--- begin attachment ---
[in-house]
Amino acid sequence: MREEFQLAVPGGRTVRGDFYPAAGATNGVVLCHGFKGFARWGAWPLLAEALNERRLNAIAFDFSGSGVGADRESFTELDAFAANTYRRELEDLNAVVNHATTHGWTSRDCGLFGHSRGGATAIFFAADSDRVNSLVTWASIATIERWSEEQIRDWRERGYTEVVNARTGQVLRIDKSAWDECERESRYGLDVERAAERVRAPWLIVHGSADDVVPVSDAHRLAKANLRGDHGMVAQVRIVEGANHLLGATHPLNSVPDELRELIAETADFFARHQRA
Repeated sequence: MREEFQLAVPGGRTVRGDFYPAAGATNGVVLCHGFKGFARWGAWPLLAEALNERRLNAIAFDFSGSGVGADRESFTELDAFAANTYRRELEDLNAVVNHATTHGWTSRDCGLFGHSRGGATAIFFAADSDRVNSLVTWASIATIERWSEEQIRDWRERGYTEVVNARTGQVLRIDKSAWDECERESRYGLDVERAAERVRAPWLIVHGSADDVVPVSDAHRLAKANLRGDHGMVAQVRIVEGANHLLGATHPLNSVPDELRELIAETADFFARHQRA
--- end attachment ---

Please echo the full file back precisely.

[in-house]
Amino acid sequence: MREEFQLAVPGGRTVRGDFYPAAGATNGVVLCHGFKGFARWGAWPLLAEALNERRLNAIAFDFSGSGVGADRESFTELDAFAANTYRRELEDLNAVVNHATTHGWTSRDCGLFGHSRGGATAIFFAADSDRVNSLVTWASIATIERWSEEQIRDWRERGYTEVVNARTGQVLRIDKSAWDECERESRYGLDVERAAERVRAPWLIVHGSADDVVPVSDAHRLAKANLRGDHGMVAQVRIVEGANHLLGATHPLNSVPDELRELIAETADFFARHQRA
Repeated sequence: MREEFQLAVPGGRTVRGDFYPAAGATNGVVLCHGFKGFARWGAWPLLAEALNERRLNAIAFDFSGSGVGADRESFTELDAFAANTYRRELEDLNAVVNHATTHGWTSRDCGLFGHSRGGATAIFFAADSDRVNSLVTWASIATIERWSEEQIRDWRERGYTEVVNARTGQVLRIDKSAWDECERESRYGLDVERAAERVRAPWLIVHGSADDVVPVSDAHRLAKANLRGDHGMVAQVRIVEGANHLLGATHPLNSVPDELRELIAETADFFARHQRA